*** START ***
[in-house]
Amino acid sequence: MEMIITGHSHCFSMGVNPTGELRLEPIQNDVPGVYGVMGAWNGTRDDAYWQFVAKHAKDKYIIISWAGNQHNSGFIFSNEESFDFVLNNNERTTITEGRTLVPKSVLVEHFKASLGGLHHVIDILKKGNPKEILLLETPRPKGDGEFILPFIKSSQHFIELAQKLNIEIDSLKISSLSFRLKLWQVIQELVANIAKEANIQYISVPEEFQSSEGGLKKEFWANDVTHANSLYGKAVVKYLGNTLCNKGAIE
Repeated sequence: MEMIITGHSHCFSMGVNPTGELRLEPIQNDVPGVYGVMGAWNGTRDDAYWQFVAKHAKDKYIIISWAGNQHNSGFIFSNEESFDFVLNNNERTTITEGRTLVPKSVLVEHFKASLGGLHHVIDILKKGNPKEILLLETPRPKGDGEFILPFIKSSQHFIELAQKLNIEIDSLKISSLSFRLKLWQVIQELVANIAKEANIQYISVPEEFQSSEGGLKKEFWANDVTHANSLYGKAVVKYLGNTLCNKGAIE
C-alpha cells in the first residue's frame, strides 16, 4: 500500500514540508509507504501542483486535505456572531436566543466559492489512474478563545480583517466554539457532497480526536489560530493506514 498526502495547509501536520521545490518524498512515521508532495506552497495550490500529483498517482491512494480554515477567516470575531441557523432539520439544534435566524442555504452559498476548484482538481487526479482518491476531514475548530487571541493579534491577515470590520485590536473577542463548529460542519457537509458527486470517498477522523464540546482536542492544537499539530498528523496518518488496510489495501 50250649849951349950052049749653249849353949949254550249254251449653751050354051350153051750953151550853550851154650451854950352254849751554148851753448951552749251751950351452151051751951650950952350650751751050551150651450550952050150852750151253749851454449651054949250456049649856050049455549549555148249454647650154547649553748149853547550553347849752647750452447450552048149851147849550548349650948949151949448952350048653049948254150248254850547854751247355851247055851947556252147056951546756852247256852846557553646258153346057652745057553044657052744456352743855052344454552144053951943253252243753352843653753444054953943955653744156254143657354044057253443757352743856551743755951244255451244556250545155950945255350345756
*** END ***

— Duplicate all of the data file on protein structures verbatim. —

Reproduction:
[in-house]
Amino acid sequence: MEMIITGHSHCFSMGVNPTGELRLEPIQNDVPGVYGVMGAWNGTRDDAYWQFVAKHAKDKYIIISWAGNQHNSGFIFSNEESFDFVLNNNERTTITEGRTLVPKSVLVEHFKASLGGLHHVIDILKKGNPKEILLLETPRPKGDGEFILPFIKSSQHFIELAQKLNIEIDSLKISSLSFRLKLWQVIQELVANIAKEANIQYISVPEEFQSSEGGLKKEFWANDVTHANSLYGKAVVKYLGNTLCNKGAIE
Repeated sequence: MEMIITGHSHCFSMGVNPTGELRLEPIQNDVPGVYGVMGAWNGTRDDAYWQFVAKHAKDKYIIISWAGNQHNSGFIFSNEESFDFVLNNNERTTITEGRTLVPKSVLVEHFKASLGGLHHVIDILKKGNPKEILLLETPRPKGDGEFILPFIKSSQHFIELAQKLNIEIDSLKISSLSFRLKLWQVIQELVANIAKEANIQYISVPEEFQSSEGGLKKEFWANDVTHANSLYGKAVVKYLGNTLCNKGAIE
C-alpha cells in the first residue's frame, strides 16, 4: 500500500514540508509507504501542483486535505456572531436566543466559492489512474478563545480583517466554539457532497480526536489560530493506514 498526502495547509501536520521545490518524498512515521508532495506552497495550490500529483498517482491512494480554515477567516470575531441557523432539520439544534435566524442555504452559498476548484482538481487526479482518491476531514475548530487571541493579534491577515470590520485590536473577542463548529460542519457537509458527486470517498477522523464540546482536542492544537499539530498528523496518518488496510489495501 50250649849951349950052049749653249849353949949254550249254251449653751050354051350153051750953151550853550851154650451854950352254849751554148851753448951552749251751950351452151051751951650950952350650751751050551150651450550952050150852750151253749851454449651054949250456049649856050049455549549555148249454647650154547649553748149853547550553347849752647750452447450552048149851147849550548349650948949151949448952350048653049948254150248254850547854751247355851247055851947556252147056951546756852247256852846557553646258153346057652745057553044657052744456352743855052344454552144053951943253252243753352843653753444054953943955653744156254143657354044057253443757352743856551743755951244255451244556250545155950945255350345756